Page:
Eagles Manor welcomes new director

News-Argus Managing Editor
Friday, August 9, 2019
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Eagles Manor board members Gerry Brown (left) and Dick Brown (right) join new Administrator Myya Sheridan at the facility Thursday.

Photo by Deb Hill

Proving there is no such thing as wearing too many hats, new Eagles Manor Administrator Myya Sheridan has found her niche – she does everything. At least everything related to running Eagles Manor, which is quite a lot.

Only a month into her new job, Sheridan is responsible for overseeing quite an operation. Located on Janeaux Street, Eagles Manor offers apartment living for seniors, ages 62 or older, and those with disabilities. 

Of the 58 apartments (a combination of studios and 1-bedroom spaces), 10 are designated for subsidized rent to accommodate those with low incomes. 

The rent includes meals served in the communal dining hall – three meals a day Monday through Saturday, and two meals on Sundays. Also included in the rent is a full-time maintenance man, available to assist with work inside the apartments as well as in the common areas.

As administrator, Sheridan is responsible for promoting the facility, screening potential tenants, hiring and overseeing staff and generally managing day-to-day operations.

“It’s a lot, but I am loving it,” she said. “I have experience in HR [human resources] and housing, so this was a good fit for me. Right now my biggest challenge is just getting to know the residents.”

Sheridan, who moved to Central Montana in 2017, grew up in Wyoming and South Dakota. She has an Associate’s degree in Business from Ashford University, an online college. She also attended culinary school in Boulder, Colorado.  

Her diverse background will no doubt help, when it comes to running the multi-faceted Eagles Manor, as there is much to learn about how the complex operates.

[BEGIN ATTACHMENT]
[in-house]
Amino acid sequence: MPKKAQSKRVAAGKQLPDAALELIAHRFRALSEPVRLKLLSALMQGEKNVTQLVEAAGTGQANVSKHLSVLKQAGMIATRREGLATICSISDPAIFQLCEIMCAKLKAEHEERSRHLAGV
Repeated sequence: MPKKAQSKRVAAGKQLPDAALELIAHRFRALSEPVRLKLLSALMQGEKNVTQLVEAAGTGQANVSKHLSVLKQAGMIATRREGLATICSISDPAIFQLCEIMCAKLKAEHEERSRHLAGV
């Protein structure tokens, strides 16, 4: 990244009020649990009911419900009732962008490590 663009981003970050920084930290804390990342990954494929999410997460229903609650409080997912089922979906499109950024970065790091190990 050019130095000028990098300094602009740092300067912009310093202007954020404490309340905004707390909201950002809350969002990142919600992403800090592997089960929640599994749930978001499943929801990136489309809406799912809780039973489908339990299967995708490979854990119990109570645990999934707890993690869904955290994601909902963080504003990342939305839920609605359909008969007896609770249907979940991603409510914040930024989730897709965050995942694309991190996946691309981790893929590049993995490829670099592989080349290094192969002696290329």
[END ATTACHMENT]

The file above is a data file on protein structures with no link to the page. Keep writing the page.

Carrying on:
For instance, Board President Dick Brown said, a common misconception is the facility is only open to Fraternal Order of the Eagles members.

“Back in the 1970s when Eagles Manor was built, the Eagles were involved. There were seven of these facilities built across the state. I think only one or two are still going. Back then they used HUD [Housing and Urban Development] funding, which put some requirements on the facility. Once the HUD funding was paid back, we opted to still follow HUD guidelines, which means the facility is open to all.”

Rents are set at what Brown called “market value” for those with means, or subsidized with HUD funding for those on restricted incomes. Brown said he is surprised the facility doesn’t stay fully rented – currently Eagles Manor is only at 60 percent occupancy.

That’s a challenge the board hopes Sheridan will take on.

“I’m using a lot of ways to reach the community and let them know about our facility,” Sheridan said. “Newspaper ads, Facebook, networking through our current residents – my main goal is to get the word out.”

Possibly one reason for the vacancies, Sheridan said, is some people think Eagles Manor is an assisted living facility.

“We only offer independent living,” Sheridan explained. “A few families have hired private caregivers, but we don’t have any on staff.”

Instead, Sheridan said, the facility offers an independent lifestyle with the side benefit of a close-knit community.

“We have a Residents Council that sets up activities, such as dominos, Bingo or other games, or music,” she said. “There is always something going on if a person wants to socialize.”

“But they are free to come and go as they please,” emphasized board member Gerry Brown [no relation to Dick Brown]. “We don’t lock the doors at night; they can go into town or wherever they want.”

On the other hand, if someone doesn’t show up for a meal, staff is instructed to check on them to insure all is okay. If a resident misses two meals, a family member is notified.

“It’s like independent living with a safety net,” Dick Brown said.

Last year saw some updating of the interior of the facility.

“We painted, added lights, updated things,” Dick Brown said.

This year the board hopes to undertake a more extensive renovation, including replacing the 1970s era windows with more energy-efficient models. 

“We are working with the City and Snowy Mountain Development Corporation on getting funding for such improvements,” Dick Brown said.

When the renovation project gets going, hopefully this fall, it, too, will fall on Sheridan’s shoulders, but she doesn’t seem to mind.

“It’s more than just a job,” she said. “Everyone here is like an extended family. I’m happy to be part of it.”



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